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Former Utah County real estate guru Rick Koerber will act as his own attorney to fight a new criminal indictment that alleges he operated a Ponzi scheme that took in about $100 million before his companies collapsed.

Koerber pleaded not guilty on Thursday in an initial appearance on the new federal grand jury indictment that charges him with 18 counts of securities and wire fraud, money laundering and tax evasion. If convicted, he faces up to 20 years in prison on the wire fraud charges, which carry the heaviest possible penalty.

Defense attorney Randy Ludlow appeared with Koerber and was expected to be appointed by the court to represent him after Koerber filled out a form saying he couldn't afford to hire is own attorney.

But Koerber told U.S. Magistrate Judge Eveyln Furse that he either wanted attorney Marcus Mumford, who represented him on previous indictments that ended up getting dismissed, or to act as his own attorney.

Koerber said his case is so complex, with so many twists and turns, that no attorney new to the case could get up to speed quickly for a trial.

"Under these circumstances, given the litigation history of my defense, I would prefer to represent himself," Koerber said. "But I would prefer Mr. Mumford."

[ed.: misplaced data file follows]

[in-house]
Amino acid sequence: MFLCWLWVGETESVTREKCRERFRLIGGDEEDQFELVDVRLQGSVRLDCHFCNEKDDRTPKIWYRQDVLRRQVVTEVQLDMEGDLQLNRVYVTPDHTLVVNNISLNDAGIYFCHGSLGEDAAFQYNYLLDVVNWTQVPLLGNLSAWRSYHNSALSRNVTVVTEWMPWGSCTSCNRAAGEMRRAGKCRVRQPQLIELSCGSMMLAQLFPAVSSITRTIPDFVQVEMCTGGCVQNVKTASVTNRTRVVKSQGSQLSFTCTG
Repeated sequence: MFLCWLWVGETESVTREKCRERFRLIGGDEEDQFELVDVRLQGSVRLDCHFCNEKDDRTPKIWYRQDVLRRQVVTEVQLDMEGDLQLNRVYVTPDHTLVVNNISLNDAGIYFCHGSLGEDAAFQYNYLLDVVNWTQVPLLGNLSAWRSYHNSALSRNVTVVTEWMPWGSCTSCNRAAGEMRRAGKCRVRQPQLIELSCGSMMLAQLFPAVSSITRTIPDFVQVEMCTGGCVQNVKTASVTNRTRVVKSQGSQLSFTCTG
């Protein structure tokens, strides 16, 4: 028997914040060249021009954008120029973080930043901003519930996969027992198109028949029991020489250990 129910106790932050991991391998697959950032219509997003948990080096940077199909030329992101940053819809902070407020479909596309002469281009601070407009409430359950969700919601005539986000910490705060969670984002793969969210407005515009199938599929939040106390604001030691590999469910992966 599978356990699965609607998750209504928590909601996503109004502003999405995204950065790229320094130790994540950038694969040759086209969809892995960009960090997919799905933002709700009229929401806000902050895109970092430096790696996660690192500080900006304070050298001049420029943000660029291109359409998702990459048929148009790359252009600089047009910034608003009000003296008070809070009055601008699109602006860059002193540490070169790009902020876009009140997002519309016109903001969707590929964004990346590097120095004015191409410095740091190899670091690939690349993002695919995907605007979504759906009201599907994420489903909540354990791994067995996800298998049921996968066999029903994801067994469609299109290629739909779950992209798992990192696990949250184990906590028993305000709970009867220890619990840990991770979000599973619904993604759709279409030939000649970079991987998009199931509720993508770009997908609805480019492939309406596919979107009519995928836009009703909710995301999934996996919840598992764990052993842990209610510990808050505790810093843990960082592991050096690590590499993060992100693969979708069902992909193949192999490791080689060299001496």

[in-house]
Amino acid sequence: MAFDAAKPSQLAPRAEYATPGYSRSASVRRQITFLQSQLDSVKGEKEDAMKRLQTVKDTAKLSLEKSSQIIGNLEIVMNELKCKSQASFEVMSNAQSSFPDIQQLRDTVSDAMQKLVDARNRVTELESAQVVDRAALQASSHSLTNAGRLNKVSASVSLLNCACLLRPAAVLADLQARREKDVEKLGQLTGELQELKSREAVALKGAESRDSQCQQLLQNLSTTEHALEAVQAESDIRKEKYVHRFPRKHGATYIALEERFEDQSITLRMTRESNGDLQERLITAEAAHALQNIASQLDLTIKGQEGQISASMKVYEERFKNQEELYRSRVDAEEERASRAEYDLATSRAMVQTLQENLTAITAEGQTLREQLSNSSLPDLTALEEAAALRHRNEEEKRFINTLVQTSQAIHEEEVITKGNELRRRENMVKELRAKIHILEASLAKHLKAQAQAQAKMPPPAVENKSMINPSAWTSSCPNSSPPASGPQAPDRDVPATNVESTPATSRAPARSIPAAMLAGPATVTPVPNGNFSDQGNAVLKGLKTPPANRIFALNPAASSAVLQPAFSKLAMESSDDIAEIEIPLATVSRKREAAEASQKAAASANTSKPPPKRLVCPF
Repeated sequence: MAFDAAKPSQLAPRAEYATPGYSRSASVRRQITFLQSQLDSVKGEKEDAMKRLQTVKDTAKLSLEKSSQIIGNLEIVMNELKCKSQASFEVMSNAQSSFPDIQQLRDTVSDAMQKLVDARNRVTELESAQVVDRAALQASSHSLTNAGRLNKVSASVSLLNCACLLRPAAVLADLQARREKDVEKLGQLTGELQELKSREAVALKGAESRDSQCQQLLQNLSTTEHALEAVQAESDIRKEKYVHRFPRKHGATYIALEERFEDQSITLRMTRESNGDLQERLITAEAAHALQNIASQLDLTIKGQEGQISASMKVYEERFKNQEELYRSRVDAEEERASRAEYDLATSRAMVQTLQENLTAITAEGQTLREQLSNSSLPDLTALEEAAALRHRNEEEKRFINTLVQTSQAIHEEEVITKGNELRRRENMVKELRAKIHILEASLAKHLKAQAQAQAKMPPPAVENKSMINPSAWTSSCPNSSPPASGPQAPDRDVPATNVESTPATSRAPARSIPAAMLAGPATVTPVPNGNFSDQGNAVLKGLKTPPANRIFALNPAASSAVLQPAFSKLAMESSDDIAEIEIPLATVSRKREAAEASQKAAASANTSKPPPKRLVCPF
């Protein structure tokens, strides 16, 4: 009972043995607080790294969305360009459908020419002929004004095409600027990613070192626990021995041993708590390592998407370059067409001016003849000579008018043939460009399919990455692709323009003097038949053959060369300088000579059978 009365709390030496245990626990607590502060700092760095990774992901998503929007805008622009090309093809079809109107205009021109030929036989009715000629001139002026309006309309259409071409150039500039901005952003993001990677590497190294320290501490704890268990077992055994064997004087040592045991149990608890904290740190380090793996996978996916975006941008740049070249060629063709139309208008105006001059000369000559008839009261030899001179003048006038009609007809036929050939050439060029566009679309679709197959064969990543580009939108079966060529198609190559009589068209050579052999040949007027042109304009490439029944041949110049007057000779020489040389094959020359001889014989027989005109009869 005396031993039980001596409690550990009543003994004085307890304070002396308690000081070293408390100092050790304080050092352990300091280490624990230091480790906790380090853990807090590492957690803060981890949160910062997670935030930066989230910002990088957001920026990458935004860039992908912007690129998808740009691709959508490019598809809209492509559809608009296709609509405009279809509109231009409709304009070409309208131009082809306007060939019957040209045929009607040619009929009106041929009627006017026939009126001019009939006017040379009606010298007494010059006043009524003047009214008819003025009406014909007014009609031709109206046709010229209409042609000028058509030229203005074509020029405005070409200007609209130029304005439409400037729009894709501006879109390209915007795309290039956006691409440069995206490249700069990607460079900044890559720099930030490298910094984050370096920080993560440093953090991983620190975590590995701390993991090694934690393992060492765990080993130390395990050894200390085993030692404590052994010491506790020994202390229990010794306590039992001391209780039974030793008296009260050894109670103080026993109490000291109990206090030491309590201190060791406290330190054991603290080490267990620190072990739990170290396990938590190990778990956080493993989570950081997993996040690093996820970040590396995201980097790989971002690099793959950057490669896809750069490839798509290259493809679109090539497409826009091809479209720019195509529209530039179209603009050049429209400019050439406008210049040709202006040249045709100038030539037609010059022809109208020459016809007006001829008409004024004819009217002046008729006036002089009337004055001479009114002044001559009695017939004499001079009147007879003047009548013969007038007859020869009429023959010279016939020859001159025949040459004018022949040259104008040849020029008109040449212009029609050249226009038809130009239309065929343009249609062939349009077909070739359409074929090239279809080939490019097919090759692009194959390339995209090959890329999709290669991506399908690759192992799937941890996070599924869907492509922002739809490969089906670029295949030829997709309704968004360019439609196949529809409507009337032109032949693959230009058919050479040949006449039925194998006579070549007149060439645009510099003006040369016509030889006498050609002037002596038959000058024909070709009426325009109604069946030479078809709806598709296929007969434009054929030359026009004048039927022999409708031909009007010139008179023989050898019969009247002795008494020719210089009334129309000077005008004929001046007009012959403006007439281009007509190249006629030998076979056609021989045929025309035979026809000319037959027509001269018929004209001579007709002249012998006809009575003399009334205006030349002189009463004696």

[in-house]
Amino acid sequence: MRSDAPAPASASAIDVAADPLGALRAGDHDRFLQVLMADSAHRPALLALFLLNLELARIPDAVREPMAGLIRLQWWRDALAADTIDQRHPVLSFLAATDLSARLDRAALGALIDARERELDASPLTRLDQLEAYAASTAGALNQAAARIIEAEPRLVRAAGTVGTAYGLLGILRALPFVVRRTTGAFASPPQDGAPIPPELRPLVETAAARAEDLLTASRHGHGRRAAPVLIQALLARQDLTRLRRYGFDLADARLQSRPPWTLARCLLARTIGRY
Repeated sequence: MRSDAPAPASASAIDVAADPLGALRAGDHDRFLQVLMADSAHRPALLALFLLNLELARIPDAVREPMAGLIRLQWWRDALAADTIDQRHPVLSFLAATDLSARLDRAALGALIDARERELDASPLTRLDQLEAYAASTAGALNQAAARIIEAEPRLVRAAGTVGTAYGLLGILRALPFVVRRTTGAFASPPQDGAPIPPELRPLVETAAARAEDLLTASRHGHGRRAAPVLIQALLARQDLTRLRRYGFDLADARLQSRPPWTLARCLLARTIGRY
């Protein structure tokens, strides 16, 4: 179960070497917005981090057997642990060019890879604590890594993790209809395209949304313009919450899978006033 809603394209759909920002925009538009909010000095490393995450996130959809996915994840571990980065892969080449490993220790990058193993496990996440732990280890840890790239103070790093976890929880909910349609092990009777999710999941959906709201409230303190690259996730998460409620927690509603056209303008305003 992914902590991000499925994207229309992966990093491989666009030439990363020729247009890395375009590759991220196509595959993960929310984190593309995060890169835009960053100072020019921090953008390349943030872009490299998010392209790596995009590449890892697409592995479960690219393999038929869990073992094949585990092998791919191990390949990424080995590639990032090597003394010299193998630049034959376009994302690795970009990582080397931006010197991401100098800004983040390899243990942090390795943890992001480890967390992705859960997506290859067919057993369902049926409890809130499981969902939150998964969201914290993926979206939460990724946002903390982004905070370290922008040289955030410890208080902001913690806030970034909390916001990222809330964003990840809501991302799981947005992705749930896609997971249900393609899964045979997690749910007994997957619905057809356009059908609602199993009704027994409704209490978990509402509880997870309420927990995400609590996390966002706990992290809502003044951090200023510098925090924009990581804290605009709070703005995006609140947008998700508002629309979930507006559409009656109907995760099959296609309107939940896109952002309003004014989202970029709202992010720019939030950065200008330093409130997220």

Furse said she would appoint Ludlow, not Mumford, and Koerber opted to go it alone.

Furse set a trial to begin April 24, though almost all initial trial dates get changed.

From 2004 to 2008, Koerber ran a series of entities grouped around his companies called Franklin Squires Cos. and Founders Capital, through which he taught a real estate investment strategy called "equity milling." The companies took in about $100 million in investments by telling potential investors they could earn 2 percent to 5 percent per month.

Indictments alleged that Koerber's enterprise was not making money and that he had used about $50 million of investor moneys to repay other investors to make the operation appear profitable.

In addition, he allegedly spent some of the investor funds for personal uses, including $850,000 to buy restaurants, more than $1 million to purchase luxury cars, about $5 million to finance a movie and about $425,000 to mint coins.

Koerber was originally indicted on three counts in May 2009, with 19 additional charges added in a second indictment that November. A third indictment was sought by prosecutors after U.S. District Judge Clark Waddoups tossed out a key piece of evidence from the first two.

Then in 2014,  Waddoups dismissed the 18 charges remaining charges, citing "questionable ethical conduct" and a "pattern of neglect" by government prosecutors in a ruling that left no room for new charges.

Government prosecutors appealed and the case was sent back for review.  A new judge ruled that the case could be refiled.

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